“Just like your mother used to make,” he said. “May her memory be for a blessing.”
“She taught me,” Ruchel reminded him.
“A good thing for me,” Nachman said. “You should know, Reb Tevye, that your daughter has opened a business. In honor of the Sabbath, she bakes the most delicious pastries and cakes, and sells them to our neighbors.”
“As they say, like mother like daughter,” Tevye replied. “Wasn’t I known all over Russia as the milkman with the very finest cheese pastries?”
Their conversation extended late into the night. Tevye told them about their time in Shoshana, and their situation in Zichron Yaacov, and the happy young couple described their new life. Sliding an envelope out from beneath the tablecloth, Ruchel proudly showed her father the letter which the Baron had sent. The money he had sent for the children, she said, was safely locked away in the colony vault.
After an appetizing forshbite of pastries and a sip of some wine, Ruchel set plates of fresh, homegrown vegetables before them. Tevye’s eyelids began to feel heavy. After the meal, he lied down on a mat beside the children and fell into a deep, dream-filled sleep. Sometimes a person remembers his dreams, and other times he doesn’t, but the dreams he recalls often have meaning, if he separates the chaff from the wheat. In the middle of the night, Tevye found himself swimming in the ocean with whales. Suddenly, one of the mammals opened its jaws and swallowed up him up with his wagon. Terrified, he landed with a thud in the creature’s foul-smelling belly. Around him were piles of skeletons. To Tevye’s surprise, he recognized their faces – Lazar Wolf, the butcher; Ephraim, the matchmaker; Jeremiah, the fishmonger; and his other friends from Anatevka. Everyone was there except Golda.
Tevye awoke in a sweat. The children slept peacefully. The door to the bedroom was closed. In the darkness, his hand scraped along the floor until he found the yarmulkah which had slipped off of his head.
“May the dream be for a blessing,” he said.
Quietly, he slipped out of the house. Goliath was snoring under the wagon.
“May your dreams be more pleasant than mine,” he whispered as he set off down the path toward the cemetery. How could he leave Rishon in the morning without first paying a visit to Golda? Passing a small garden in the yard of a house, he stopped and gazed at the flowers. How could he go to the grave of his wife without something in hand? Quickly, he looked left and right to see if someone were watching. As he reached out to break off a rose, his hand paused like a bee hovering over a petal before stealing its pollen. True, they weren’t wildly growing flowers, but was it a sin to pick flowers for the mitzvah of honoring the dead? Isn’t that what flowers were for? Tevye would actually be doing the owner of the garden a favor by doing a good deed with his roses. Still, to ease a guilty conscience, after snapping off a twig, he stuck a Turkish mark over a thorny branch to pay for the petty larceny.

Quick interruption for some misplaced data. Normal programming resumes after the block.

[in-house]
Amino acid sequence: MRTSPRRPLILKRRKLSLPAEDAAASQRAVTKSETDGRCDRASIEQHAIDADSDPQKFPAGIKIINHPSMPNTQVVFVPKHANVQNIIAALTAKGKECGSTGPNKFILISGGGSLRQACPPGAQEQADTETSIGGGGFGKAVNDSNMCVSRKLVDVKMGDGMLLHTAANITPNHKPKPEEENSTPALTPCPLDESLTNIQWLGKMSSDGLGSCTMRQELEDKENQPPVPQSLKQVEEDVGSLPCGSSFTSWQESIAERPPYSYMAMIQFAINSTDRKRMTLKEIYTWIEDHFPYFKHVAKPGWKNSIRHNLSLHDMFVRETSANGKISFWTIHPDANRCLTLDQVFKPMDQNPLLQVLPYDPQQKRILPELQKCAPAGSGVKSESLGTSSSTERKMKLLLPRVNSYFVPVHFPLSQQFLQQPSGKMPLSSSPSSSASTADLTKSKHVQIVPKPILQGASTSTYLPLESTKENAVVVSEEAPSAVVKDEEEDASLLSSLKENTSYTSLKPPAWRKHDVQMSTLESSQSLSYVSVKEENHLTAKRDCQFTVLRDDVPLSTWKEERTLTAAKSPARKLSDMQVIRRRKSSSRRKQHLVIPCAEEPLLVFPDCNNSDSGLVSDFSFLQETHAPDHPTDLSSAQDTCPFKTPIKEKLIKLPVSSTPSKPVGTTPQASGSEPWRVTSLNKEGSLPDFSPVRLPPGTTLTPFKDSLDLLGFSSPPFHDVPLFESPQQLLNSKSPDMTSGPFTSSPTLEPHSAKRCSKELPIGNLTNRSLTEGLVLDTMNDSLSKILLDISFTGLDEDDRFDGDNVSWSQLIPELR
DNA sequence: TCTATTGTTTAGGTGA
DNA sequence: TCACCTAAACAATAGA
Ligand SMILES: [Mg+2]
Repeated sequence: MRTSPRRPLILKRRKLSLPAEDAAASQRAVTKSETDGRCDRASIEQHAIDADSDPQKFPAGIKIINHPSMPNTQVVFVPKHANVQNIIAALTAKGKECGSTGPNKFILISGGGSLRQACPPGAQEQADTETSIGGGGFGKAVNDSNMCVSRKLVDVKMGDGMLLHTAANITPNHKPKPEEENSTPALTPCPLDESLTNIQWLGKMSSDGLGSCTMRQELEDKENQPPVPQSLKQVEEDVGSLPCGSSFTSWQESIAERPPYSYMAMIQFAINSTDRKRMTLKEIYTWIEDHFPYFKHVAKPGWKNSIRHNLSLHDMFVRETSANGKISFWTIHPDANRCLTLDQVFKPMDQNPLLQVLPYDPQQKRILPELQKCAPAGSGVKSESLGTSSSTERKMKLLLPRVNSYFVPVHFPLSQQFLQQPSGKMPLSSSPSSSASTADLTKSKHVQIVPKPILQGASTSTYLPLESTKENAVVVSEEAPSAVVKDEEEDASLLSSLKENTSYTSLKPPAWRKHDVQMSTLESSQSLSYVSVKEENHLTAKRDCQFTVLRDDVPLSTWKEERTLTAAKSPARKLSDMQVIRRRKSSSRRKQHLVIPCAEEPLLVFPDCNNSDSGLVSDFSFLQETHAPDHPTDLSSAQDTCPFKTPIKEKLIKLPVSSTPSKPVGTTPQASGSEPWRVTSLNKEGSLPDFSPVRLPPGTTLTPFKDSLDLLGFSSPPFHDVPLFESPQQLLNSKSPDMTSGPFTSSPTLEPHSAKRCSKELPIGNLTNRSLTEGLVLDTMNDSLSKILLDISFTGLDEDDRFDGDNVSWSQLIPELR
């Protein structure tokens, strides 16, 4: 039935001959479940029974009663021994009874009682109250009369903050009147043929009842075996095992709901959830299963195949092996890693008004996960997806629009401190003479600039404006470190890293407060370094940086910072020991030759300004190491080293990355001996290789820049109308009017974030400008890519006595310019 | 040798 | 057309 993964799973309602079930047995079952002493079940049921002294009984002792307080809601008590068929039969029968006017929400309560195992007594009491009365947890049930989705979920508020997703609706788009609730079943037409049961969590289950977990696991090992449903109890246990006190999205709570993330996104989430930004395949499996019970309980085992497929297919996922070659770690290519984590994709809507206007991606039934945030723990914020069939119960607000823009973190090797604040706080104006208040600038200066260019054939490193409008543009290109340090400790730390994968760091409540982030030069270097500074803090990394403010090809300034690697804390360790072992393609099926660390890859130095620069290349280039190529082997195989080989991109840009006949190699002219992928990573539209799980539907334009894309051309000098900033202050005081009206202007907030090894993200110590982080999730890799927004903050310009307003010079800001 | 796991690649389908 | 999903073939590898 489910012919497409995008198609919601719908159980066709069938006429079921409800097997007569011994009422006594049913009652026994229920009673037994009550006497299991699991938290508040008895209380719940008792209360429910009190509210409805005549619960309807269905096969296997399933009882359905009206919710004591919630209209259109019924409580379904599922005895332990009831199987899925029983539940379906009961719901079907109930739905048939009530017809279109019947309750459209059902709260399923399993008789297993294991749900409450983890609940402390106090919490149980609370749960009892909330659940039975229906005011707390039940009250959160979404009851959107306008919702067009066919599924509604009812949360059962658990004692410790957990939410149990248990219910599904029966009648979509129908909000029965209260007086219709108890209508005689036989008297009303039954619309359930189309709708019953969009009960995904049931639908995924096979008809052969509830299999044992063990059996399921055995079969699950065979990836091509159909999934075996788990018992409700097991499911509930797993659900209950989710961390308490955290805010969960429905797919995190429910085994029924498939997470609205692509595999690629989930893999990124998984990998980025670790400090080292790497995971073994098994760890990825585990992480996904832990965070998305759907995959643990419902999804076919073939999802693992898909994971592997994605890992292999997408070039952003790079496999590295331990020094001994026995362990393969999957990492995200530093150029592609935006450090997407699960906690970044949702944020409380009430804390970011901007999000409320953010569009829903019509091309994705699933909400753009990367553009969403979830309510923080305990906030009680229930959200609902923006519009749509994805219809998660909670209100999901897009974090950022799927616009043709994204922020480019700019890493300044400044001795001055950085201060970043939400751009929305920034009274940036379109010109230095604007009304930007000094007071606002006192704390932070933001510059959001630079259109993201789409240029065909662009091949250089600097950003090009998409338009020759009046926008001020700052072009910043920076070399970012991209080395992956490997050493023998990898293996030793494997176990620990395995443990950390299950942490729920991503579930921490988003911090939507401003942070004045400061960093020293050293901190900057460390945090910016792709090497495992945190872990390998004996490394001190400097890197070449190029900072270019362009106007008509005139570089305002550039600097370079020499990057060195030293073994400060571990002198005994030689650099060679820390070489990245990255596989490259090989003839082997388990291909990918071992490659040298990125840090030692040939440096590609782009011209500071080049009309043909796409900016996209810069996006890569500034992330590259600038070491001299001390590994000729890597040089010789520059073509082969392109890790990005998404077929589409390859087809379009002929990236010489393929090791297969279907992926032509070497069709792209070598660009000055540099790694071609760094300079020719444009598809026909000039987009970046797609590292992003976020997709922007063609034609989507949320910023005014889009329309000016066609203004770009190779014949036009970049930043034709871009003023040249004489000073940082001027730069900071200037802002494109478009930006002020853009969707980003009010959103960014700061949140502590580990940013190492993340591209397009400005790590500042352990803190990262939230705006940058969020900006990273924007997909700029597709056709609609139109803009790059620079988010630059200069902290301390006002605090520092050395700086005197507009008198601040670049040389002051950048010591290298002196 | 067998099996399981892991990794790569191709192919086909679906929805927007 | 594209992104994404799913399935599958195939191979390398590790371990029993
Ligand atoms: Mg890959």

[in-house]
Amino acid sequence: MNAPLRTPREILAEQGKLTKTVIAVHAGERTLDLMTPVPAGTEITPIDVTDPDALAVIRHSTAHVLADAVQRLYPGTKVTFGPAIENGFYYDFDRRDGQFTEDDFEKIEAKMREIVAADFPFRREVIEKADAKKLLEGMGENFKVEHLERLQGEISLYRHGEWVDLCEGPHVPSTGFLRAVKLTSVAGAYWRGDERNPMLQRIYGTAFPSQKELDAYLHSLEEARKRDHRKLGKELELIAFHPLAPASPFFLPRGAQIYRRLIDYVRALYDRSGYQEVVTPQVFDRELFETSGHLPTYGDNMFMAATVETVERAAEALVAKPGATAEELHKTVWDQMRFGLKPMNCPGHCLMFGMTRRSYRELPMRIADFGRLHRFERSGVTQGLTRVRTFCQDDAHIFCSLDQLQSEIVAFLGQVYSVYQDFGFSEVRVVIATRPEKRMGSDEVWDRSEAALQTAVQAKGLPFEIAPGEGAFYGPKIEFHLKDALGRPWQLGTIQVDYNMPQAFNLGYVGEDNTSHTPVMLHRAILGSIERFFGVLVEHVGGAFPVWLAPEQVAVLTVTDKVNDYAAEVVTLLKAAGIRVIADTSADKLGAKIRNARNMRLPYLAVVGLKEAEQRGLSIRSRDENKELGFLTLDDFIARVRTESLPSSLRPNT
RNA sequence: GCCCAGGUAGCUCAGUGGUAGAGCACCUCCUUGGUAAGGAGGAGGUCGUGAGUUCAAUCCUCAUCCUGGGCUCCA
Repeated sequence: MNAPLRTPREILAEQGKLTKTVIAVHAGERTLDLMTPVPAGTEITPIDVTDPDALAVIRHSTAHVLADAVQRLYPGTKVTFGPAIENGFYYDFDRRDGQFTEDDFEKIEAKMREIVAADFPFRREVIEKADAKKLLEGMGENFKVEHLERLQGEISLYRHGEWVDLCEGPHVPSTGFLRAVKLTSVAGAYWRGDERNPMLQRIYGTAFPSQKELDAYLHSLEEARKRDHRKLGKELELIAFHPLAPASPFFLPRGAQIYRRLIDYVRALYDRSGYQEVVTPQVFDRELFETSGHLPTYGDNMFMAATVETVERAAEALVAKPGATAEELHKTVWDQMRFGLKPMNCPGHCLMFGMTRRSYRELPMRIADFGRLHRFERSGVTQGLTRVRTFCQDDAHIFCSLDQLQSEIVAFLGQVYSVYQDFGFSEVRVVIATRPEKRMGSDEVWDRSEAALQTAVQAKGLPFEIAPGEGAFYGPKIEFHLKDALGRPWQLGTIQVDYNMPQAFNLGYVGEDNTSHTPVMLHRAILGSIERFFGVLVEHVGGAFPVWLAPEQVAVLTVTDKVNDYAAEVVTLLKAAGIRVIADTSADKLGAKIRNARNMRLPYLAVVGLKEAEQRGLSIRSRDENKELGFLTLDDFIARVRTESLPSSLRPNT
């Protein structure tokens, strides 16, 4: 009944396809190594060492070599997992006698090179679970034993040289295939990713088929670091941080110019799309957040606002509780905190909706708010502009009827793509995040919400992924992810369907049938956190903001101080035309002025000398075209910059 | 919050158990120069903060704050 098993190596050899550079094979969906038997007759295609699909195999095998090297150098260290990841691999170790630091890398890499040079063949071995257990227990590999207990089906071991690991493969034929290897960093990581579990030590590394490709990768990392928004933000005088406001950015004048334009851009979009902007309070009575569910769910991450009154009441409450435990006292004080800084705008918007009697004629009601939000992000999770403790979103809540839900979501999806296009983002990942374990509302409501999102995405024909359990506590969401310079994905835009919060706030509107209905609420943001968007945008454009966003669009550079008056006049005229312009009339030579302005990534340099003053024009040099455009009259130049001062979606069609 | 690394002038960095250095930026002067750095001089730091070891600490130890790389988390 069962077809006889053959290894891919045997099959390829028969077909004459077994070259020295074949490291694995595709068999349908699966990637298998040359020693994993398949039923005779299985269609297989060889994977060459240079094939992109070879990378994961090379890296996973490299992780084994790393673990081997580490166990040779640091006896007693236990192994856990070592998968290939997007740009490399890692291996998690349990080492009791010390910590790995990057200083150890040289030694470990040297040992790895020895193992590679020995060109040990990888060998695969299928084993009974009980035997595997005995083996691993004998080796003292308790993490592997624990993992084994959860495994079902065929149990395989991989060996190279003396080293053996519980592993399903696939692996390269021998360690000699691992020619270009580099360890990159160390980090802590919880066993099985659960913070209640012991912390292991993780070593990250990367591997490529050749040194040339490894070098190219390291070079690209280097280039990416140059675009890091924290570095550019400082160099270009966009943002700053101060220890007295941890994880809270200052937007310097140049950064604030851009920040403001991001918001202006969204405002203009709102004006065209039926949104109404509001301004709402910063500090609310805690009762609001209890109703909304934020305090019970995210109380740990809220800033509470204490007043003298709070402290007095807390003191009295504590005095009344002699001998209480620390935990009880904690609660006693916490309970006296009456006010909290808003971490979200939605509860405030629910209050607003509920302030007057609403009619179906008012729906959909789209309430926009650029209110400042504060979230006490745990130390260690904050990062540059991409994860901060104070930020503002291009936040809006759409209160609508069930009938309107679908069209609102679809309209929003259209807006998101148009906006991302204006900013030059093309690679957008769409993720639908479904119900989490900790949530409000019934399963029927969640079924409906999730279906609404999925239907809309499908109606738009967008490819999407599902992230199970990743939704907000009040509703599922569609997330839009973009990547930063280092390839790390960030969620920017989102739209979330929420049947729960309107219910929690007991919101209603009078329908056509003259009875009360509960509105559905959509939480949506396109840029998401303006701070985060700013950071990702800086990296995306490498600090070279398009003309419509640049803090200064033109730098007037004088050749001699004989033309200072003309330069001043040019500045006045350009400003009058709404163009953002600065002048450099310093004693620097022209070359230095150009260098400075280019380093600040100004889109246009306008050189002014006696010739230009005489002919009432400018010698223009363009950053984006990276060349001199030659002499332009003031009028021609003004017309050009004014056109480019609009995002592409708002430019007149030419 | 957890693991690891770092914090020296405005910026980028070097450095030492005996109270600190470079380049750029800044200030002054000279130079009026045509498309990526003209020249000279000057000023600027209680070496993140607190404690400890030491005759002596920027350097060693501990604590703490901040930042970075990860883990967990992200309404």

“Okay?” he asked, looking up at the sky when he had concluded the transaction. Stem and flower in hand, he set off for the grave. It was an hour before sunrise, and the first rays of light were beginning to appear in the sky. He remembered the way to the cemetery along the path of tall eucalyptus trees. Gently, he set the modest bouquet on the simple slab of stone which marked the earthly abode of his wife.
“You won’t mind me sitting down beside you, my sweet Golda,” he said. “If I stand I will feel like I have to deliver a sermon, when the reason I have come is to be close to my dear wife.”
Leaning his cheek against the tombstone, Tevye remembered the voyage to Israel and the extraordinary ordeal it had been to shlepp her coffin along. He recalled, with a shudder, how he had almost lost her, and how God, in his compassion, had commanded the waves of the ocean to return her to him. Then, with a sob, he remembered their sweet Tzeitl. It wasn’t like Tevye to cry, but in a cemetery, he didn’t have to worry that someone would notice.